Marital Problems

November 9, 2020

Australian, Review, This Week Leave a Comment

Those with a penchant for these kind of indies will absolutely lap it up.
marital problems

Marital Problems

John Noonan
Year: 2020
Director: Dia Taylor

Callum Gault, Neil Goldsmith, Nick Capper

Running Time: 98 minutes
Worth: $12.00

FilmInk rates movies out of $20 — the score indicates the amount we believe a ticket to the movie to be worth

Those with a penchant for these kind of indies will absolutely lap it up.

There’s seemingly nothing that can’t be solved by two people sitting down and having a good old chinwag. Add in a tipple of your choice and you’re onto a winner. Flapping your lips over a couple of beers appears to be the means to an end in Dia Taylor’s Aussie comedy, Marital Problems.

Former salesman Ian (Callum Gault) has been living at the bottom of a bottle since his fiancée jilted him. To make matters worse, it’s only when a tradie, McManus (Neil Goldsmith), arrives on his doorstep to do some home repairs, does Ian realise he’s about to be evicted. Before he has time to process this, Ian receives another visitor in the shape of Clarke (Nick Capper), an unfathomably hairy man who claims to be living in our hero’s shed and demanding to be paid for the lawn maintenance he’s been doing in place of rent.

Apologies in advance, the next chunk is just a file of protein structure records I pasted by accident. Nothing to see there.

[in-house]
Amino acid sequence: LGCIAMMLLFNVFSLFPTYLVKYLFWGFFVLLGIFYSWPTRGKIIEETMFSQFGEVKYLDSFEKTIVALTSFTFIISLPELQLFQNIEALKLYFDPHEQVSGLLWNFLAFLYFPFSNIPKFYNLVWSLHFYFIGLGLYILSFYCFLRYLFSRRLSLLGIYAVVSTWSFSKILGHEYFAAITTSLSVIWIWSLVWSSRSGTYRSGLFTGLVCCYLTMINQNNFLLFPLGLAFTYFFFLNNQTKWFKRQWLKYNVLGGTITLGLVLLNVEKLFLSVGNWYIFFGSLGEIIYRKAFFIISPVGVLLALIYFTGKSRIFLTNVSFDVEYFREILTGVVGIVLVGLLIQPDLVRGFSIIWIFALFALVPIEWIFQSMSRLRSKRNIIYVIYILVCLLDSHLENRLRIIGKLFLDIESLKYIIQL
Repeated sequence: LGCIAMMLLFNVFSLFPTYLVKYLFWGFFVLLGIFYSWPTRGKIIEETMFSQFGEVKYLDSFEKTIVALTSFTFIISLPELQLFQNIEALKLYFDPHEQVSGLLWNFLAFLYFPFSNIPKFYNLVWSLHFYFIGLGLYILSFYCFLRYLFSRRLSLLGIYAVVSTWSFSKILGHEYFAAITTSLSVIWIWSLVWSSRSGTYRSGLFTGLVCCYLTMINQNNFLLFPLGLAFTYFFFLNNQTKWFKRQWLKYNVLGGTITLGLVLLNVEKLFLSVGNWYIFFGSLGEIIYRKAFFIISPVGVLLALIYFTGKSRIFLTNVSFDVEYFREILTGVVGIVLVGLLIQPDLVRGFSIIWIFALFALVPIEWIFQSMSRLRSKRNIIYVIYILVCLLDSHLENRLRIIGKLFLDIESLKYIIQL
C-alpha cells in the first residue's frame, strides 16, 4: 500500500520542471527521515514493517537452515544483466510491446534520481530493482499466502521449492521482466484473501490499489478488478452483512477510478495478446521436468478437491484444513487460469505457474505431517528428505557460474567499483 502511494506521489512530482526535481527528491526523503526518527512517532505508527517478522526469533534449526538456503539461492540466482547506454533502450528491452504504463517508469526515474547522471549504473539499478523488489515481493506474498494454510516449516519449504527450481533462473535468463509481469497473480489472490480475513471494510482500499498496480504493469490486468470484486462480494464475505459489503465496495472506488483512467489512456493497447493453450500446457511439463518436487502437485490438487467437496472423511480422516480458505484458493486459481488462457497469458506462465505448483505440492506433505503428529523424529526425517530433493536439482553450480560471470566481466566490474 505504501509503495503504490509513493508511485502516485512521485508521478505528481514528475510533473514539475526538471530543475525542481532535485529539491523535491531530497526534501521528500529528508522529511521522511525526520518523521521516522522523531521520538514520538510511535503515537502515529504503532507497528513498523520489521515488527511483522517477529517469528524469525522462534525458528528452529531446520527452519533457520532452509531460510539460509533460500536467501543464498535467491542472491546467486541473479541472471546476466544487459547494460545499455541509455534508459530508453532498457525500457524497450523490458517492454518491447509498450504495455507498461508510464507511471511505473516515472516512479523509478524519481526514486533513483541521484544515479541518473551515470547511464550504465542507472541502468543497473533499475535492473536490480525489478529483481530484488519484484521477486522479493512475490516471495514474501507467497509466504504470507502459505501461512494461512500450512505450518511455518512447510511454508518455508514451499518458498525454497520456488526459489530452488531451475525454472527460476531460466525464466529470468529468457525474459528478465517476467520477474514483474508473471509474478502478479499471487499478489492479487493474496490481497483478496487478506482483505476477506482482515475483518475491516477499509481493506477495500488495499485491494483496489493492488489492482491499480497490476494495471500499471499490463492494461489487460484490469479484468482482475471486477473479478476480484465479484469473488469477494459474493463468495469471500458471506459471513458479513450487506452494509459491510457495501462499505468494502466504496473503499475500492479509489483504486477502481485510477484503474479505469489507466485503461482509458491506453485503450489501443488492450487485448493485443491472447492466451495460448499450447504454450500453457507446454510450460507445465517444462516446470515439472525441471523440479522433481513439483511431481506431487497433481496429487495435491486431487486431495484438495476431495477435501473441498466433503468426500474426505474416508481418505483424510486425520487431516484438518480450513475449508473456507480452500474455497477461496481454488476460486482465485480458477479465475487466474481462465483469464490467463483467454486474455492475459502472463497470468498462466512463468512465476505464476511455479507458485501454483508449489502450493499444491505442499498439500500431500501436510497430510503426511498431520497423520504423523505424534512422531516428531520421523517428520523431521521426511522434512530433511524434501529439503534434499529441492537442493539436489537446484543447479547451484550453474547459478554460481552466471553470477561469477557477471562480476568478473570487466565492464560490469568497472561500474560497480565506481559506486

We’re flung so quickly into Ian’s life that you find yourself having to play catch up rather quickly as the film top loads itself with exposition. For the first ten minutes, Marital Problems feels like it’s about to venture down some surreal pathway littered with Samuel Beckett dialogue about the existence of love. Once things settle down, however, Marital Problems finds the groove it’s aiming for.

Clarke discloses to Ian that he too is a casualty of marriage and the two men start to bond over their lost loves. Through their tales of woe, we learn that Ian’s work ethic – and overbearing boss – was the cause of his breakup, whilst Clarke’s complete lack of desire to achieve anything, punctured the tyres on his marital bliss.

All tooth and curls, Capper certainly makes this his film, as he practically steals every scene he’s in. The two men make a good go of wallowing in their own self-pity and as the film goes on, it becomes evident that they share more in common than lost love.

Shot around Melbourne, there’s a distinct Australian flavour reminiscent of Alex Lykos’ Me and My Left Brain, which came out last year. At times it can feel like a theatre production trapped on video, but then Taylor will pull out a bit of flourish that you hope to see more of as the film progresses. Those with a penchant for these kind of indies will absolutely lap it up.


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